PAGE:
Program keeps low-level offenders in community, not prison

CINCINNATI (AP) — A new pilot program launched by the state to help reduce Ohio’s prison population will allow low-level felony offenders to remain in their communities under supervision without going to prison.

The Ohio Department of Rehabilitation and Correction announced Wednesday that Clinton County in southwestern Ohio is the program’s first recipient of a $200,000 grant under the voluntary project. The money from the department’s budget will pay for supervision services, incarceration in local detention centers, electronic monitoring, substance use monitoring and treatment and other services for low-level felony offenders kept at the local level.

“Our prison system is too big, often because we have a lot of truly nonviolent folks coming to prison,” department Director Gary Mohr said.

Ohio currently has just under 51,000 inmates, or just below the record of 51,273 in 2008. Mohr said he is confident the program can help reduce those numbers and ensure that low-level offenders receive essential treatment at the community level. The program is aimed at people convicted of crimes such as drug possession or theft, and those convicted of violent crimes or sex offenses aren’t eligible.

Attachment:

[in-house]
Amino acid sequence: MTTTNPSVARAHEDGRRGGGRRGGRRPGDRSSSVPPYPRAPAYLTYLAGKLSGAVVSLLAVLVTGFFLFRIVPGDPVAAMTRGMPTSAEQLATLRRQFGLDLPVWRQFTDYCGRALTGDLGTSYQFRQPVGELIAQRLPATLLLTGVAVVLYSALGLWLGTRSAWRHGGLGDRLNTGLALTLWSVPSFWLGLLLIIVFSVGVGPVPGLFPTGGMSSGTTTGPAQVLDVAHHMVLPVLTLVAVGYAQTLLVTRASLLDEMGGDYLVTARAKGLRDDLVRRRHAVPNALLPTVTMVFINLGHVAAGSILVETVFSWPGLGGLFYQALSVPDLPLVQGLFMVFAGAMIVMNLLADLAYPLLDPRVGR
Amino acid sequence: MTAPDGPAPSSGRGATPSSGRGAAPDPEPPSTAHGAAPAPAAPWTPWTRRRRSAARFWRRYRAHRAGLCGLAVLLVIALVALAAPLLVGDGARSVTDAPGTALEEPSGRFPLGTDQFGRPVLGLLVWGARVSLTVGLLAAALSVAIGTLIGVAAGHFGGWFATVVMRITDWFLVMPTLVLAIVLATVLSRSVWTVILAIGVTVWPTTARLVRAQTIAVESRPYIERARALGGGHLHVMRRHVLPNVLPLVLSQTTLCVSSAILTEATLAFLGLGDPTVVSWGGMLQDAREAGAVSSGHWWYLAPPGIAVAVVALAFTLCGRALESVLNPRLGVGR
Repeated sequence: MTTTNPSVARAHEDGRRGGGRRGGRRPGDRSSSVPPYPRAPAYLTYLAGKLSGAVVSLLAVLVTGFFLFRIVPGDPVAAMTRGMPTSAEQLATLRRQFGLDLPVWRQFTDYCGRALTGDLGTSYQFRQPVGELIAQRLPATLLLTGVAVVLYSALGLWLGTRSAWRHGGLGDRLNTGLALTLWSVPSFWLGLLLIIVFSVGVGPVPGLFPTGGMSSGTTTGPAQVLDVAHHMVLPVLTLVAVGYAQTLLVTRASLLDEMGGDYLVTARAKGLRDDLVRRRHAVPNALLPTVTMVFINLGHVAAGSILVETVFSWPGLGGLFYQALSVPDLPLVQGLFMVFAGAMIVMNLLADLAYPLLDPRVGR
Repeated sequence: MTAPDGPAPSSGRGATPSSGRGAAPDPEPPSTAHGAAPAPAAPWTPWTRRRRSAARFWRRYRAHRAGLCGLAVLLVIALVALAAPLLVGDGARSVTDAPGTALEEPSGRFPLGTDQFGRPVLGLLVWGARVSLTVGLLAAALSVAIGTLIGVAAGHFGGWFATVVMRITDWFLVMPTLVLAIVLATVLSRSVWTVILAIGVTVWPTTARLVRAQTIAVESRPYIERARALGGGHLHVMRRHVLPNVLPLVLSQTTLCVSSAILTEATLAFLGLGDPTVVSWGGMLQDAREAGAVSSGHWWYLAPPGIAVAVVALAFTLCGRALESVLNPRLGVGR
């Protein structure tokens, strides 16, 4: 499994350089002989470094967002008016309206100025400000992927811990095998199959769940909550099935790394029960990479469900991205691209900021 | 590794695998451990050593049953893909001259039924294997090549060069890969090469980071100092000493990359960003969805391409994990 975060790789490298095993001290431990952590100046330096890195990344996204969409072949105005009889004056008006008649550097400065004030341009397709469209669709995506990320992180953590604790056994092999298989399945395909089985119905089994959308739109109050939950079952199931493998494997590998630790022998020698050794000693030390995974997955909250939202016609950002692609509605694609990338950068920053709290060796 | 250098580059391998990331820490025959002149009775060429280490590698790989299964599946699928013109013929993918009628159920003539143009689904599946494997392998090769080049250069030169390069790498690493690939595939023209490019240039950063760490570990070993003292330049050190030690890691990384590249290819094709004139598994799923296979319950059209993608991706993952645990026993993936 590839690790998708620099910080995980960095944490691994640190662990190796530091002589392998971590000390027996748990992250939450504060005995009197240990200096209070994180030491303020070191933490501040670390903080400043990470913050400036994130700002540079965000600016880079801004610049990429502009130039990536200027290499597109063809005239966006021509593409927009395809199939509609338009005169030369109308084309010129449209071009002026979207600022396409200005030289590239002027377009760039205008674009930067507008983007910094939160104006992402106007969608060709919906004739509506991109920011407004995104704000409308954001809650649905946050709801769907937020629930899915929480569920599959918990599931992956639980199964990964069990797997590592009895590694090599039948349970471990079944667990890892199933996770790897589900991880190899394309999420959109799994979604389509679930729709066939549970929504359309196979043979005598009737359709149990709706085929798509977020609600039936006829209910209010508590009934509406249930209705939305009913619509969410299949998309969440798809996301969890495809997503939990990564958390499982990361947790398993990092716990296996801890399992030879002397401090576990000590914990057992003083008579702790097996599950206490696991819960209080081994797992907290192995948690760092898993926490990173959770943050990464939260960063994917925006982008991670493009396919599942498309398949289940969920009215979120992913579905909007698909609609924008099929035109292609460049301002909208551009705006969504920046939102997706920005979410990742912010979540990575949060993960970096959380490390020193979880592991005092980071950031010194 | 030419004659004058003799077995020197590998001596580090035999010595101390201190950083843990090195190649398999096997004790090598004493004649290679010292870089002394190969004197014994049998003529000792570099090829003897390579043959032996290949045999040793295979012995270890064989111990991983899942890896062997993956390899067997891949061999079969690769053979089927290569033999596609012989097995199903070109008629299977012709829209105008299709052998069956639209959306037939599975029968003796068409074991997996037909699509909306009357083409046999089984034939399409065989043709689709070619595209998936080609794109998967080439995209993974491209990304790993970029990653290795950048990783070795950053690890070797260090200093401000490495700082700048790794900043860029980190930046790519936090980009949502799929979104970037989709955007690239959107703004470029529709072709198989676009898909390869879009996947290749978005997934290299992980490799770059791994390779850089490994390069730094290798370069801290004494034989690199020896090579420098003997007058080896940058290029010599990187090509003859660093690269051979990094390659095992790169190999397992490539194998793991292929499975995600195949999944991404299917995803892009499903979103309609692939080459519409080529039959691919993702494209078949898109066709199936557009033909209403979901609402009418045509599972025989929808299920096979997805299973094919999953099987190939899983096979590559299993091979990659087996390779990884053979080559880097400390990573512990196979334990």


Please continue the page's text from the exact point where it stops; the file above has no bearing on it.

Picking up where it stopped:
In 2015, more than 20 percent of all those entering the state’s prisons — over 4,300 individuals — were sent there with one year or less to serve, and many of them had been sentenced for nonviolent offenses at the lowest felony level.

“For those short-time, nonviolent offenders, who are often drug-addicted, local communities can do a better job because they are able to supervise them directly,” Mohr said.

Clinton County Common Pleas Judge Tim Rudduck agrees that people addicted to drugs have a health issue that needs to be resolved.

“It’s not simply a matter of putting someone in prison and telling that person to stop using drugs,” Rudduck said. “It takes time, patience and understanding of what that person is going through.”

Nothing in the grant agreement prevents a judge from sending anyone to prison, and Rudduck says he knows there will be some offenders he can’t help. While some grant money would be withheld when an offender qualifying for the new program does go to prison, Rudduck sees that as an economic incentive for judges and communities to deal with the problem locally.

But the executive director of the Ohio Prosecuting Attorneys Association said that group doesn’t like the idea of inducements not to send offenders to prison.

“If they want to pass out money without strings, we wouldn’t object to that,” John Murphy said.

He said judges should make decisions based on what an offender did, “not because they are afraid that budget or grant money will be docked.”

But Mohr stresses that the voluntary program, which the state hopes to expand to other counties, gives judges greater ability to look at offenders and their circumstances and opportunities when making sentencing decisions.

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